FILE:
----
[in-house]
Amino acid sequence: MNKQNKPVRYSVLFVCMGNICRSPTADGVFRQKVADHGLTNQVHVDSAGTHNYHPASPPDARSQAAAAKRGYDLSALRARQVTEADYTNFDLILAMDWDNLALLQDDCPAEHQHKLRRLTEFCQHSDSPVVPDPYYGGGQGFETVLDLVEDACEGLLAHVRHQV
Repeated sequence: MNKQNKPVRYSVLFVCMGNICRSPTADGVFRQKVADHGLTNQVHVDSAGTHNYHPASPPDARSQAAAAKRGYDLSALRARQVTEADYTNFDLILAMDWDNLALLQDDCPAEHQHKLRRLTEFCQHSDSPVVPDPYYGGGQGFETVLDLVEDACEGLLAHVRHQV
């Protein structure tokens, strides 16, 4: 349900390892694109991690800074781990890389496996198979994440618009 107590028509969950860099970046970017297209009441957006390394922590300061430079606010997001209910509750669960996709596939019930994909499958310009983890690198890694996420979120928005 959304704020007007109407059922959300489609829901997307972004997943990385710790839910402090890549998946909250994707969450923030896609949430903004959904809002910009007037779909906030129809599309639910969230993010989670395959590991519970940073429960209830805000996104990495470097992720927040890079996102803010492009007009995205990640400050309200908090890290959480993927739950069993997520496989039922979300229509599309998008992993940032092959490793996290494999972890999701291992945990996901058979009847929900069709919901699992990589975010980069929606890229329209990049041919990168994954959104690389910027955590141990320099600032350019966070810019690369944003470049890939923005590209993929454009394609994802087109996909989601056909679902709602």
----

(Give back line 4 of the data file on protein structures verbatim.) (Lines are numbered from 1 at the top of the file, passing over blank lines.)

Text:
């Protein structure tokens, strides 16, 4: 349900390892694109991690800074781990890389496996198979994440618009 107590028509969950860099970046970017297209009441957006390394922590300061430079606010997001209910509750669960996709596939019930994909499958310009983890690198890694996420979120928005 959304704020007007109407059922959300489609829901997307972004997943990385710790839910402090890549998946909250994707969450923030896609949430903004959904809002910009007037779909906030129809599309639910969230993010989670395959590991519970940073429960209830805000996104990495470097992720927040890079996102803010492009007009995205990640400050309200908090890290959480993927739950069993997520496989039922979300229509599309998008992993940032092959490793996290494999972890999701291992945990996901058979009847929900069709919901699992990589975010980069929606890229329209990049041919990168994954959104690389910027955590141990320099600032350019966070810019690369944003470049890939923005590209993929454009394609994802087109996909989601056909679902709602």